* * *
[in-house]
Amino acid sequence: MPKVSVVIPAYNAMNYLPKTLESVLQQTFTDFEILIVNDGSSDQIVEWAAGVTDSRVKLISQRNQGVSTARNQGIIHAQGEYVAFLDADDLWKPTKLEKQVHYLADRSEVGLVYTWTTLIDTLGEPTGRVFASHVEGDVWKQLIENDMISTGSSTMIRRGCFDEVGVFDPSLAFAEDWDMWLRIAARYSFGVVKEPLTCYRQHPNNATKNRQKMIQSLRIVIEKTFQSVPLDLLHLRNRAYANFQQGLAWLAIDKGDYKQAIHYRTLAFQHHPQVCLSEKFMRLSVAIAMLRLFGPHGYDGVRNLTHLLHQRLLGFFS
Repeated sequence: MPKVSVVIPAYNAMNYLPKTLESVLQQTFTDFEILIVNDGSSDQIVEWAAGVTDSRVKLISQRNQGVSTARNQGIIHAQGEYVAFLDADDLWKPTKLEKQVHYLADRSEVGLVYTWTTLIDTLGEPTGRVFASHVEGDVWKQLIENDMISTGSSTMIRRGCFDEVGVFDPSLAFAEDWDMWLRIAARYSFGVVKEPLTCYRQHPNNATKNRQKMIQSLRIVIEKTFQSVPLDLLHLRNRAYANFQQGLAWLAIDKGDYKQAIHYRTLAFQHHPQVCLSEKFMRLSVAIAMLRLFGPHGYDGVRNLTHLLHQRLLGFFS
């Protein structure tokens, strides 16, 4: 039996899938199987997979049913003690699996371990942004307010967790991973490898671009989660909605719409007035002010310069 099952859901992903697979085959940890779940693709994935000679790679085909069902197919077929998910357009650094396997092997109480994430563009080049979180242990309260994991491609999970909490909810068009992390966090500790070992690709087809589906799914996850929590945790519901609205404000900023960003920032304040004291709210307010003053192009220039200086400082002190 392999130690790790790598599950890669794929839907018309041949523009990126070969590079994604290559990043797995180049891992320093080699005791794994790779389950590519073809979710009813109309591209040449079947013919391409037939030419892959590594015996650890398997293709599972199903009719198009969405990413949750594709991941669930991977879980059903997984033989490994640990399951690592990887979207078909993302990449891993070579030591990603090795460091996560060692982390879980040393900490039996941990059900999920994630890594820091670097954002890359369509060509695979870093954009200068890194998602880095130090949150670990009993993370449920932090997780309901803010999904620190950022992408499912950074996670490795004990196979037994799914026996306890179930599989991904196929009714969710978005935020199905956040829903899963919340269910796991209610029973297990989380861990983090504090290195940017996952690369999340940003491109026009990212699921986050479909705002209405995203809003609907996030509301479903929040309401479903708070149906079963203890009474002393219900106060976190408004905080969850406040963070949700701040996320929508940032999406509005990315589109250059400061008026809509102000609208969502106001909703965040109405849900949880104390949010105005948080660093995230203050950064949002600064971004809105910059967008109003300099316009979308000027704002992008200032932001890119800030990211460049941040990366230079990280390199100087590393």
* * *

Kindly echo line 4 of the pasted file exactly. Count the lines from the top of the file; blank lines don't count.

């Protein structure tokens, strides 16, 4: 039996899938199987997979049913003690699996371990942004307010967790991973490898671009989660909605719409007035002010310069 099952859901992903697979085959940890779940693709994935000679790679085909069902197919077929998910357009650094396997092997109480994430563009080049979180242990309260994991491609999970909490909810068009992390966090500790070992690709087809589906799914996850929590945790519901609205404000900023960003920032304040004291709210307010003053192009220039200086400082002190 392999130690790790790598599950890669794929839907018309041949523009990126070969590079994604290559990043797995180049891992320093080699005791794994790779389950590519073809979710009813109309591209040449079947013919391409037939030419892959590594015996650890398997293709599972199903009719198009969405990413949750594709991941669930991977879980059903997984033989490994640990399951690592990887979207078909993302990449891993070579030591990603090795460091996560060692982390879980040393900490039996941990059900999920994630890594820091670097954002890359369509060509695979870093954009200068890194998602880095130090949150670990009993993370449920932090997780309901803010999904620190950022992408499912950074996670490795004990196979037994799914026996306890179930599989991904196929009714969710978005935020199905956040829903899963919340269910796991209610029973297990989380861990983090504090290195940017996952690369999340940003491109026009990212699921986050479909705002209405995203809003609907996030509301479903929040309401479903708070149906079963203890009474002393219900106060976190408004905080969850406040963070949700701040996320929508940032999406509005990315589109250059400061008026809509102000609208969502106001909703965040109405849900949880104390949010105005948080660093995230203050950064949002600064971004809105910059967008109003300099316009979308000027704002992008200032932001890119800030990211460049941040990366230079990280390199100087590393």